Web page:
2. How would you go about measuring acceleration? force? power?
3. What is your power, force?
4. How do we distinguish displacement, velocity, and acceleration from the scalar analogues?
5. Introduce 1-D FBD
3 day
1. Springs
2. Energy Diagram
3. Friction
4. Changing Reference Frames
5. Elastic Collision
What affect does friction have on:
1. energy problems? (e.g. energy lost to heat)
2. force problems? (e.g. relation between normal force and frictional force)
3. conservation of momentum problems?
a. energy problems (e.g. pendulum swinging has max potential energy when it is at its maximum in the y-direction, max kinetic energy when at minimum y-direction)
c. momentum problems?
a. energy problems (e.g. pendulum swinging has max potential energy when it is at its maximum in the y-direction, max kinetic energy when at minimum y-direction)
4. How does changing Reference Frames help us solve problems?

4 day

1. Examples and big picture.
2. Midterm 1
3.Two Dimensions and the 4 lenses
4.Two Dimensions Free Body Diagram
5. Visually Quantifying Vector Components
Using vectors.

1. Introduce 2-D FBD’s
2.5 Force problems? (pulling a sleigh with an angled rope)
2. what affect do vectors have on:
a. energy problems (e.g. pendulum swinging has max potential energy when it is at its maximum in the y-direction, max kinetic energy when at minimum y-direction)
b. Force problems? (pulling a sleigh with an angled rope)
c. 2-D momentum problems?
3. What are vectors’ relation to friction?


4 day

1. Inclined Plane
2. Statics
3. Universal Gravity, Inverse Square
1. Understand the scaling of gravity with distance (the “ubiquitous inverse square law”)
4 day
1. Satellite, Escape Speed
2. Centripetal Acceleration and its dynamics
3. Trigonometry and all it entails
1. Introduce trigonometry and the displacement formulas
2. Use energy conservation with universal gravitational potential energy
3. The two remaining kinematics equations: identify when you can and can’t use them.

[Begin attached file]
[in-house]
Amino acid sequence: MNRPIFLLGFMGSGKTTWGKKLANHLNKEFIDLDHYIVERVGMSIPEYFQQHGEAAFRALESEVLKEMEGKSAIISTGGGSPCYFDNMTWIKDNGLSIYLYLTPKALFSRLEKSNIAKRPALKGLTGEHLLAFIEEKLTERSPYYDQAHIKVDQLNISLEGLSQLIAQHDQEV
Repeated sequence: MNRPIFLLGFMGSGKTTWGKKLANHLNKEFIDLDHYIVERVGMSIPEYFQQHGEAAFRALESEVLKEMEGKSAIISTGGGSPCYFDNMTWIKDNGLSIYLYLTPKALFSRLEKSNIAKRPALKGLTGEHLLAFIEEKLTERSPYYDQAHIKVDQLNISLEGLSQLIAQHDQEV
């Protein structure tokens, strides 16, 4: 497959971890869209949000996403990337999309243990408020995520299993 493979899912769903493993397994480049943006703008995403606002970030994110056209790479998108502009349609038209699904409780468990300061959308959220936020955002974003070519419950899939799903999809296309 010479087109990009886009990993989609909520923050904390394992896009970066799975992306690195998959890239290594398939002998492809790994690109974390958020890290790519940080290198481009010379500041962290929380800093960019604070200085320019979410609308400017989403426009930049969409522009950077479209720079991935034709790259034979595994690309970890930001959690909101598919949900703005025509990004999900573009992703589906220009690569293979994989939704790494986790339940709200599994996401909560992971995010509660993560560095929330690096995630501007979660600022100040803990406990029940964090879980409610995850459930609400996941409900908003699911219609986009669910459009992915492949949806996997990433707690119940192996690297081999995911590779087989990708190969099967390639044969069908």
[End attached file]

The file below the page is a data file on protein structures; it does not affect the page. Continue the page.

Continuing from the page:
3 day

Systems – pulleys, etc.
Review problems
Systems: Ask students how they can make complicated problems easier to manage. Then introduce techniques on how to solve these concepts as systems.

4 day

4 kinds
rotational questions
Statics, Moment of Inertia,
After we have have mastered both the quantitative and qualitative components of the 4-concepts. Now, we reintroduce these concepts in the lens of circular motion. Place importance on the fact that we already know these concepts, now applied to rotation.
Distinguish angular acceleration from centripetal acceleration

4 day

Torque and Angular_momentum, precession The rotational analogue for F=ma is Torque = I*alpha, but it isn’t always true. It’s much more correct to think of Torque as the time rate of change of angular momentum. This conception also allows us to understand precession. Student projects links are due by Friday.
4 day
Rotational Systems
Student Projects
When a wheel accelerates in a system the important equation is that omega = v/r
Review for final exam: Provide students with lots of practice problems and work through them in class.
Exam week Do it!

Wednesday, March 16 at 1:00 PM in our classroom, 53-215.

An asterisk indicates that the link is to a page from a past class and hasn’t been updated yet.

As I try to improve the class, I am keeping Notes to Self